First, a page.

Integrated Into Yahoo! Search Results (Finally)

Michael Arrington has broken this extremely important story of Yahoo! integrating results into the search engine results on a test basis.

As many of you might recall, founder Joshua Schachter (who has not yet bookmarked my blog in sold to Yahoo! in December, 2005 making Fred Wilson a happy man.

Many people in the search engine community tell me at conferences that other search players have actually been getting more value from since the acquisition because they have crawled If Yahoo! were to hire me as a consultant, it’s something I might want to do some testing and learning with to see how it would affect the competition.

To test this theory, I registered a domain last Summer and tossed it on a host and had a few friends post a entry but gave the site no other links and checked it once a week. The following engines indexed the domain in this order: Google,, Yahoo! and then Ask. A few weeks ago I noticed a significant shift in some Yahoo! rankings and now it made sense now that this change is apparent.

Just in case you’re wondering good tags for my blog in are – chicago gsb mba marketing business development startup executive seeking venture capital funding – for a limited time every person who bookmarks me with those tags and emails me (see my Chicago gsb marketing bio for the email) with a the page and their blog, I will add a link to them in the bottom of this post. One exception to this currently would be Jason Calacanis (whom I wouldn’t actually consider linking to until he returned my phone call from October when I was in Santa Monica). :)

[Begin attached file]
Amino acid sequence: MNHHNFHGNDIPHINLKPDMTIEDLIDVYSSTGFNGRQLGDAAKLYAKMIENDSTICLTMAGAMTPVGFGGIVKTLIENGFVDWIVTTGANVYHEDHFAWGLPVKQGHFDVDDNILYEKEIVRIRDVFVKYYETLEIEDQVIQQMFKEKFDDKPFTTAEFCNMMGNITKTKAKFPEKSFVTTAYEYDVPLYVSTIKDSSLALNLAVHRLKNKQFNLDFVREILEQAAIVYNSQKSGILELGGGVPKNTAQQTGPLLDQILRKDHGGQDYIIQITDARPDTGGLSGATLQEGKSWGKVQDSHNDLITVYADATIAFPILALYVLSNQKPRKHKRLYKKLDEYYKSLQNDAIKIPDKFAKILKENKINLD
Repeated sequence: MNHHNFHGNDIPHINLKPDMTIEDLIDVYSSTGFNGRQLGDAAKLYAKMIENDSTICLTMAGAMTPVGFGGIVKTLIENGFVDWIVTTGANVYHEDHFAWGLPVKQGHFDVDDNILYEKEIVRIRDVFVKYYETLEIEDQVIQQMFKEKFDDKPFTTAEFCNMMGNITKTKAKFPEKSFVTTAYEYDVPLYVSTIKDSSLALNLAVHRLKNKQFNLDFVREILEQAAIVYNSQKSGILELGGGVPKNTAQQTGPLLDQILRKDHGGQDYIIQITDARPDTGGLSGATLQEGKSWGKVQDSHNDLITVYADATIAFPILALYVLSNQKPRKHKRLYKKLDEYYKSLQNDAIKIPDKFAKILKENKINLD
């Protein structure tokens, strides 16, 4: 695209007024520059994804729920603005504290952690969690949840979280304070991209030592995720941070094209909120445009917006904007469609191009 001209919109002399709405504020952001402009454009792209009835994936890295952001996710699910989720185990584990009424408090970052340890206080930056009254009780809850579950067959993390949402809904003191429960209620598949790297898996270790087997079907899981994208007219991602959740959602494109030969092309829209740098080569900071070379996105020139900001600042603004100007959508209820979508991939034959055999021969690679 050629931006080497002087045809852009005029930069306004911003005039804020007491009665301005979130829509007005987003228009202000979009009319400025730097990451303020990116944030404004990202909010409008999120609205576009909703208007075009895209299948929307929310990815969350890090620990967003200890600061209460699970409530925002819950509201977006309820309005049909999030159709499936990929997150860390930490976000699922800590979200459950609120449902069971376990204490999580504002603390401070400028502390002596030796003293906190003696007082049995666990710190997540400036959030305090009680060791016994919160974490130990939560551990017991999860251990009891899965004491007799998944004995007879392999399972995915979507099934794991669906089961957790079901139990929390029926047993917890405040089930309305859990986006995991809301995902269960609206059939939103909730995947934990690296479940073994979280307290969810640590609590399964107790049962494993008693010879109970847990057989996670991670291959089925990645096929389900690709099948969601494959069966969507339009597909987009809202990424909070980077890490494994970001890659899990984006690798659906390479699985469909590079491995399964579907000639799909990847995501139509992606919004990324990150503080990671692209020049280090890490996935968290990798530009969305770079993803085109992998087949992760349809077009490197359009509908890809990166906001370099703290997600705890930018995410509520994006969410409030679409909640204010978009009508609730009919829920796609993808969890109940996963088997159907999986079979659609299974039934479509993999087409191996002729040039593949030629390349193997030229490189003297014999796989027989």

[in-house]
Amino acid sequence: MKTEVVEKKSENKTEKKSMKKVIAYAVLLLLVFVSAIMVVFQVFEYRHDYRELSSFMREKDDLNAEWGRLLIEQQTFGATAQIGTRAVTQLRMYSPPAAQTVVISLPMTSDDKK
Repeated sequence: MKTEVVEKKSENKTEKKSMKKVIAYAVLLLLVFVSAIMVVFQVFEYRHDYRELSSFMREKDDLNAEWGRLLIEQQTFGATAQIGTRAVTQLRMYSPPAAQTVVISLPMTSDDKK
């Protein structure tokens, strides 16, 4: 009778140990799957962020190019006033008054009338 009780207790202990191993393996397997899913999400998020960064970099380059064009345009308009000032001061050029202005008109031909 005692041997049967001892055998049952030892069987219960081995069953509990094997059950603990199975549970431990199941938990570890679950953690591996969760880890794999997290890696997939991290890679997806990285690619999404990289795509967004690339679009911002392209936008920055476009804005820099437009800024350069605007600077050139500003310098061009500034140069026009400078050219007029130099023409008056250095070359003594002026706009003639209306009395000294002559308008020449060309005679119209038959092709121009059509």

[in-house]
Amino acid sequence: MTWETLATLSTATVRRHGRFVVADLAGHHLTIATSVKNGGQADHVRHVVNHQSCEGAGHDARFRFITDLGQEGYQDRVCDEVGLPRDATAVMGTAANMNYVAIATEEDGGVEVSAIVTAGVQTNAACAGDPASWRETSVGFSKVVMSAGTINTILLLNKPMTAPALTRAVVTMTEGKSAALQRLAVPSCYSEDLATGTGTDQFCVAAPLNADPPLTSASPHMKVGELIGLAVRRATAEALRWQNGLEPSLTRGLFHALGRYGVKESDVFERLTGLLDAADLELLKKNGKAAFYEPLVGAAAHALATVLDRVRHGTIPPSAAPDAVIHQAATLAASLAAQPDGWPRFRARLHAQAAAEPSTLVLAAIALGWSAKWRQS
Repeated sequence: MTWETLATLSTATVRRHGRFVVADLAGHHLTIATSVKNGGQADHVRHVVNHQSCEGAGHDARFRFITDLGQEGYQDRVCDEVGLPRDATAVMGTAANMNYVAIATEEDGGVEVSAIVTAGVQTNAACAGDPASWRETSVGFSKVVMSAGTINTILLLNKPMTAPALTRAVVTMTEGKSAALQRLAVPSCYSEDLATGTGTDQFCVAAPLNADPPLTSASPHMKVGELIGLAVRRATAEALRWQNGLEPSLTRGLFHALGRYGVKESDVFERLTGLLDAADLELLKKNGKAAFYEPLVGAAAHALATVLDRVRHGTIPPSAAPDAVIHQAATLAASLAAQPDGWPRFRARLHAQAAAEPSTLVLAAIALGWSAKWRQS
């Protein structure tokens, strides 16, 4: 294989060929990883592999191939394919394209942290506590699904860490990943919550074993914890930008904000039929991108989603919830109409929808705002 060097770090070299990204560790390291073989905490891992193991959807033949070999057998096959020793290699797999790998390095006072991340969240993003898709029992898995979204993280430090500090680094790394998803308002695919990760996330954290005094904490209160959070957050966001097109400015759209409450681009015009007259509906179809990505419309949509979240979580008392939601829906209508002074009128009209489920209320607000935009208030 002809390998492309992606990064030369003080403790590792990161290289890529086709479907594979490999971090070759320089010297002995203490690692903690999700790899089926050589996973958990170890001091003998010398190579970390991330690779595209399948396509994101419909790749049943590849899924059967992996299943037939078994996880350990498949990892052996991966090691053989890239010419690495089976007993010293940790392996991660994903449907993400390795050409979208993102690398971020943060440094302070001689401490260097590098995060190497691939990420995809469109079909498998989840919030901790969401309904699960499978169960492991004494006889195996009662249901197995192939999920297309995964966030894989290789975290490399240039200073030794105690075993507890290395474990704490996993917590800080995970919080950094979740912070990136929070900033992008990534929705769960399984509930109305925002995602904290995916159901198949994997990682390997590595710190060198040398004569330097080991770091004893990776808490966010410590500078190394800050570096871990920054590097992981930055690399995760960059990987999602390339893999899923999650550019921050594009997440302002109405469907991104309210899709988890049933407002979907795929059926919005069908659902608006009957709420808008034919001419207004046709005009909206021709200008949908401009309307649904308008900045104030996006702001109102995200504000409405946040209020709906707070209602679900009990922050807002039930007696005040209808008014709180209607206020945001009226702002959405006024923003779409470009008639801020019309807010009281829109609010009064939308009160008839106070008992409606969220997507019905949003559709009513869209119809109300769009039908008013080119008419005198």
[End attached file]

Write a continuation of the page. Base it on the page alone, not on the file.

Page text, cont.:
So why did this take so long? This is a good question. You may recall all the hub bub in 2006 about Yahoo! building modular programs that could be easily swapped out. This obviously has taken considerably longer to complete than the initial estimates. But this is a sign of a much needed glimmer of light eminating from Yahoo!


– Good move for Yahoo! overall in terms of relevancy (though this did not need it to be visible?).

– This move is not without a significant risk. What if Yahoo! users were to migrate enmass to and make it their default search engine? It’s not monetized. If this scenario were to occur in the current state Yahoo!’s earnings would take a serious hit. Robert Peck at Bear Stearns should most definitely analyze this scenario.

– The display of the social media result might prove distracting to the user and users may defect to other search engines.

– This may attract more spam activity.

What do you think of this move by Yahoo! to test integration of into Yahoo! search results?

Links from pages project:

Bryson Meunier from Chicago has bookmarked me in

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